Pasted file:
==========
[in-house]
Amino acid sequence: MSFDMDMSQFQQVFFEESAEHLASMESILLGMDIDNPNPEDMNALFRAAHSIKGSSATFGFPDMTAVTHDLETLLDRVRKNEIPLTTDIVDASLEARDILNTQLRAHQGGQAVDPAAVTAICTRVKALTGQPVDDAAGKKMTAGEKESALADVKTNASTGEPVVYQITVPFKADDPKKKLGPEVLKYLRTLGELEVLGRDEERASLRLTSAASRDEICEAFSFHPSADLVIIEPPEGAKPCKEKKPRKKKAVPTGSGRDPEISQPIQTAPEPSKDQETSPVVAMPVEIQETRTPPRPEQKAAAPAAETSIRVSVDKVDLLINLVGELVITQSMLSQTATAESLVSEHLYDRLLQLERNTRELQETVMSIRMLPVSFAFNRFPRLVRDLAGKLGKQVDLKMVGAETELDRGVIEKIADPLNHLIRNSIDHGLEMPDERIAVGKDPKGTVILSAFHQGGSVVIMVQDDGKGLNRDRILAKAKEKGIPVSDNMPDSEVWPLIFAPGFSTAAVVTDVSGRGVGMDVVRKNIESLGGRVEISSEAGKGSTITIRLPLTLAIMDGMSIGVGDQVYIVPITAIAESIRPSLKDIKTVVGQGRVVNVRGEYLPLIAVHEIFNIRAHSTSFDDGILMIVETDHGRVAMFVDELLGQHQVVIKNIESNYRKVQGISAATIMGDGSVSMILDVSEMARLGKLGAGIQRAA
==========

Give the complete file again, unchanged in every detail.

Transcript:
[in-house]
Amino acid sequence: MSFDMDMSQFQQVFFEESAEHLASMESILLGMDIDNPNPEDMNALFRAAHSIKGSSATFGFPDMTAVTHDLETLLDRVRKNEIPLTTDIVDASLEARDILNTQLRAHQGGQAVDPAAVTAICTRVKALTGQPVDDAAGKKMTAGEKESALADVKTNASTGEPVVYQITVPFKADDPKKKLGPEVLKYLRTLGELEVLGRDEERASLRLTSAASRDEICEAFSFHPSADLVIIEPPEGAKPCKEKKPRKKKAVPTGSGRDPEISQPIQTAPEPSKDQETSPVVAMPVEIQETRTPPRPEQKAAAPAAETSIRVSVDKVDLLINLVGELVITQSMLSQTATAESLVSEHLYDRLLQLERNTRELQETVMSIRMLPVSFAFNRFPRLVRDLAGKLGKQVDLKMVGAETELDRGVIEKIADPLNHLIRNSIDHGLEMPDERIAVGKDPKGTVILSAFHQGGSVVIMVQDDGKGLNRDRILAKAKEKGIPVSDNMPDSEVWPLIFAPGFSTAAVVTDVSGRGVGMDVVRKNIESLGGRVEISSEAGKGSTITIRLPLTLAIMDGMSIGVGDQVYIVPITAIAESIRPSLKDIKTVVGQGRVVNVRGEYLPLIAVHEIFNIRAHSTSFDDGILMIVETDHGRVAMFVDELLGQHQVVIKNIESNYRKVQGISAATIMGDGSVSMILDVSEMARLGKLGAGIQRAA